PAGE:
mysql> show variables like 'max_connections';
| Variable_name | Value |
| max_connections | 8000 |
1 row in set (0.01 sec)
It was that time of the year, when I had to renew some SSL certificates. Renewing and updating them in the server is a nice and easy process. But checking, whether the server is delivering the correct certificate and, that I updated and popluated the intermediate certificates correctly, is a different story.
For websites it is quite easy. Every browser is pretty verbose about the certificate of an https connection. But mail clients are not so talkative. Luckily openssl can help here.
To get the certificate in PEM form to compare you can simply call this command. Of course you have to replace and with the correct values, like example.com:993 for IMAPS on example.com:
openssl s_client -showcerts -connect :
If you want it a little bit more verbose, then you can pipe it again through openssl to get a more human readable version:
Another day another foo, this time done to the check_disk plugin for Nagios on Ubuntu. After updating to 15.10 my disk space check all of a sudden failed with this one here:
DISK CRITICAL - /sys/kernel/debug/tracing is not accessible: Permission denied
It seemed a little odd, especially when I could access that file normally before. So something has changed and the workaround is actually fairly easy. As root edit the file /etc/nagios-plugins/config/disk.cfg and change the command for check_all_disks. You need to add -A -i ‘/sys’ to the command line. So your command for check_all_disks will look like this:
As a longtime OpenVPN user on Linux I thought it would be an easy task to set up OpenVPN as a service on Windows. Well, I was right… and couldn’t be wronger. Setting up the service is part of the installation notes for OpenVPN. Just search for “Running OpenVPN as a Windows Service” in the notes and you will find a pretty good description that should get you up and running in no time.
But the devil is of course in the detail. This kind of setup works perfect for servers, or in general for machines with good internet connectivity that never go into standby or hibernation. Once you use a laptop, which you usually put into standby on a regular basis, or you simply have a sluggish WiFi connection, then you have a problem. And the problem is, that OpenVPN is unable to re-establish the tunnels and, at least in my case, causes quite some CPU load on the machine. The problem is actually well known to the OpenVPN team (see here and here).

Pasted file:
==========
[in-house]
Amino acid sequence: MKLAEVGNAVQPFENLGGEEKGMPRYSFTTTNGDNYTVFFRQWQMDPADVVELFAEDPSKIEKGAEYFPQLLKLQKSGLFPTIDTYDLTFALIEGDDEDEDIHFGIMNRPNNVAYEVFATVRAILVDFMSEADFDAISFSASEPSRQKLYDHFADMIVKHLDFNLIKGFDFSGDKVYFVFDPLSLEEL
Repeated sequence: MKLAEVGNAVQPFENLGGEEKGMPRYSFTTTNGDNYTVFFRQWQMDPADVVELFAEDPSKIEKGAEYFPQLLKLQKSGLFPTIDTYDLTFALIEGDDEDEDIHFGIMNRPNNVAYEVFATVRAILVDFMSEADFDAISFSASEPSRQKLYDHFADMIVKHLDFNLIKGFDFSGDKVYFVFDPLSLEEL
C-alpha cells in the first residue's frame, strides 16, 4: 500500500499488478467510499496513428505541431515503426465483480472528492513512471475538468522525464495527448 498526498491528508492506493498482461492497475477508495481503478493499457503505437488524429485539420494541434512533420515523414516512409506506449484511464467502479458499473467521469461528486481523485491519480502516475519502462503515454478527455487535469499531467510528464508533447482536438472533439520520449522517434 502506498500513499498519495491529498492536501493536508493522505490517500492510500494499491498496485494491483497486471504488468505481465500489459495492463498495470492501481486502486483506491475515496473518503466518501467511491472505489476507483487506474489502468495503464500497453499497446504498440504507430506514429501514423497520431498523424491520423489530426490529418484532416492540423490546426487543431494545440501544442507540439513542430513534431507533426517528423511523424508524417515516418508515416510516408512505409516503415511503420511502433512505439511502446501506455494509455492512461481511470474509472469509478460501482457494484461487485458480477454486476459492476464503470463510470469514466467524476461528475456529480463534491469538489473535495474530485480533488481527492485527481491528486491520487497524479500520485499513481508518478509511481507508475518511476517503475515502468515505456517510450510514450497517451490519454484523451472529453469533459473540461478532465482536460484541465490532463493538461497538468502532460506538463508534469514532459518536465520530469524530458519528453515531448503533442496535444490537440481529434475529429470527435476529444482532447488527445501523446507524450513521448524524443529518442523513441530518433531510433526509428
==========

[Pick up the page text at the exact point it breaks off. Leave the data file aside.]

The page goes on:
So what are your options to fix it. In OpenVPN’s people suggest to use either OpenVPN Service for Windows or NSSM. I tried my best with the OpenVPN Service for Windows, but I couldn’t get it to work. So sorry guys, I can’t recommend that one. Then I tried NSSM and hit similar hurdles but the documentation was better and I could get it actually to work.
So without further ado, I present to you the setup of OpenVPN as a service in Windows using NSSM.
For starters you have to download and install the latest version of OpenVPN (Download) and NSSM (Download). NSSM does not come with an installer. That means, you have to create a folder for instance in your “Program Files” directory (or whatever directory name %PROGRAMFILES% represents). And then, depending on your operating system, you copy the win32 or win64 version of nssm.exe into that directory. Now open a console with adminstrator rights and navigate to the newly created folder and you can try to execute NSSM to get the command line parameters: